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The Fat of the Matter Is…

Sir Charles Maxwell-House


Readers may remember that after a severe professional/emotional trauma in last issue’s instalment I sought solace in various edible tit-bits – let us mention stuffed cuttlefish and BBQ Wotsits, and leave it at that. And, after all, what is wrong with letting loose every once in a while; having a ‘blow out’ as the young people would have it?

Nothing, nothing, to be sure. But sadly I enjoyed my binge so much, that I impulsively decided to cast aside my flagging literary investigations and embark upon an Epicurean tour of Europe: I gorged on gravadlax in Grong, quaffed quince wine in Quimper, scoffed sugared satsumas in Seville and even gobbled up goose in Gdansk. It was two months of perfect bliss, I can assure you.

Returning in high spirits to my Kensington residence I was, however, ill-prepared for the look of shock that appeared on Mrs B’s face when she beheld me filling the doorway, nor was I aticipating her shriek: ‘Sir Charles! You have grown terribly fat!’

Naturally I had noticed a severe tightening of my garments, accompanied by the more and more frequent flying-off of buttons from my vestments, but I certainly was not expecting such an indiscreet outburst from the aforementioned lady.

Sincerely put-out, I escaped to my study and espying my favourite chair ready beside the blazing fire I began to feel better. Unfortunately, when I tried to sit down in it, rather than quotes about returning to the comforts of home, it was dear PG Wodehouse’s description of Lady Malvern that rather rushed into my mind – ‘She fitted into my largest armchair as if it had been built round her by someone who knew they were wearing armchairs tight round the hips this season.’

As I continued to try and force my full bulk into the chair I reflected that perhaps things had gone a little far. And a check-up with the esteemed Harley Street physician, Doctor Double-Barrel, the next day only confirmed my fears. He told me that if I ate so much as another twice-fried quail’s egg with truffle butter he could not answer for what might happen to me. I swore off this most favourite of delicacies, and returned home, distressed by my outrageously high cholesterol and fearing the worst.

Sitting on the chaise lounge (temporarily replacing the armchair in front of the fire) and refusing everything but hot water and lemon I resigned myself to the fact that I was at best ‘extremely portly’ whereas before my uncharacteristic binge I could have safely remained in the just ‘portly’ category. 

Thoroughly depressed, I cast my eyes gloomily about my bookshelves, packed to the rafters with literary classics. And it struck me that there was hardly a podgy, let alone obese, hero to be found amongst them… 

Here was the svelte Tom Jones, there the fine figure of Mr Darcy, the ‘uncommonly fine fellow’ Daniel Deronda with his dark good looks, and oh lord, that Vronksy was terribly handsome and tall… 

Books however always seem to be able to offer comfort, and so it was that my eyes drifted along that same portion of shelf and found some hope – was not Pierre, the Count Bezukov, rather portly? I felt certain he was on the edge of having a serious weight problem, and didn’t he get to marry the beautiful girl? This set my heart somewhat at rest, so I took another sip of warm water and began to doze off before the fire.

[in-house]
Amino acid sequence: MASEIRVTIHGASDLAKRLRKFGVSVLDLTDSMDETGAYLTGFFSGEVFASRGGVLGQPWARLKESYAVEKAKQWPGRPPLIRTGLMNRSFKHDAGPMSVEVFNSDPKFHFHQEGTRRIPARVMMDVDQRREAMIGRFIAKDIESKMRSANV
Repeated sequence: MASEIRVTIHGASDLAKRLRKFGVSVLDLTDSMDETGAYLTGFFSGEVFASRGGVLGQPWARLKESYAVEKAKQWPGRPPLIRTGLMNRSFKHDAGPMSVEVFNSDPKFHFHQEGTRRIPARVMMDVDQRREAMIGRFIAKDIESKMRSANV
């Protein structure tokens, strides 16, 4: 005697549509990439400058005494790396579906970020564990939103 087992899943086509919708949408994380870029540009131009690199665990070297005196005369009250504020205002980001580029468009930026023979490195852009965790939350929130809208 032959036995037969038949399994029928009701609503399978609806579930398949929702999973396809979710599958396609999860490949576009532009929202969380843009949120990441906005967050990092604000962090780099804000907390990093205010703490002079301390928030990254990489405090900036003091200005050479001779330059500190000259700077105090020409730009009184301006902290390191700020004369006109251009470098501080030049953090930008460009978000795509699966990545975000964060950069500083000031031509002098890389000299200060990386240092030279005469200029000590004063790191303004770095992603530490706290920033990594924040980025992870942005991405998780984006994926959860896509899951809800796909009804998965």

Suddenly I jolted up with a start… how could I have forgotten Mr Pickwick! My hero and my literary mentor, my source of inspiration intellectually… and now physically! I rushed to my complete Dickens on the shelves, brought down the fine tome and scrambled to the opening pages.

Sure enough we find the members of The Pickwick Club gathered together, no doubt having enjoyed a hearty meal, noting their satisfaction regarding Mr Samuel Pickwick’s ‘“Speculations on the Source of the Hampstead Ponds, with Some Observations on the Theory of Tittlebats”’, a paper to which the Pickwickians affirmed their most ‘unmingled satisfaction’ at hearing, and which received their ‘unanimous approval’.

Dear Pickwick is clearly bursting out of his ‘tights and gaiters’ and yet, or partly because of this fact, he inspires ‘voluntary awe and respect’ when he struggles up on his Windsor chair to address the assembled company. I have always felt my own investigations to be inspired by his ‘unwearied researches’, and it was currently even more inspiring to remember that despite stretching his outfits to their very limit he consistently commanded the highest respect,

There sat the man [Mr Pickwick] who had traced to their source the mighty ponds of Hampstead and agitated the scientific world with his Theory of Tittlebats, as calm and unmoved as the deep waters of the one on a frosty day or as a solitary specimen of the other in the inmost recesses of an earthen jar.

I rang the bell for Mrs B and instructed her to concoct a delightful supper for two… Fear not gentle reader, I was not hell bent on the road to obesity, I was merely about to contact Major Chomondeley Chaser Hound on the telephone and request the pleasure of his presence. 

He duly arrived three hours later, and we sat down to our feast – myself casting a scornful eye over Montgomery-Huntingdon’s sleazy findings regarding the reading habits of chambermaids, commenting and openly gaffawing at times; the dear Major glued to the Racing Post, reading anything of note out. It rather reminded me of this:

‘If you don’t mind, I prefer not to talk at meals. He popped a morocco-bound volume of Punch before his plate against a vast silver urn from which grew a small castor-oil plant.
‘Give Mr Symes a book,’ he said.
Mrs Florin put another volume of Punch beside Adam.
‘If you come across anything really funny, read it to me,’ said Colonel Blount.
Then they had luncheon.
(Vile Bodies) 

Toodle pip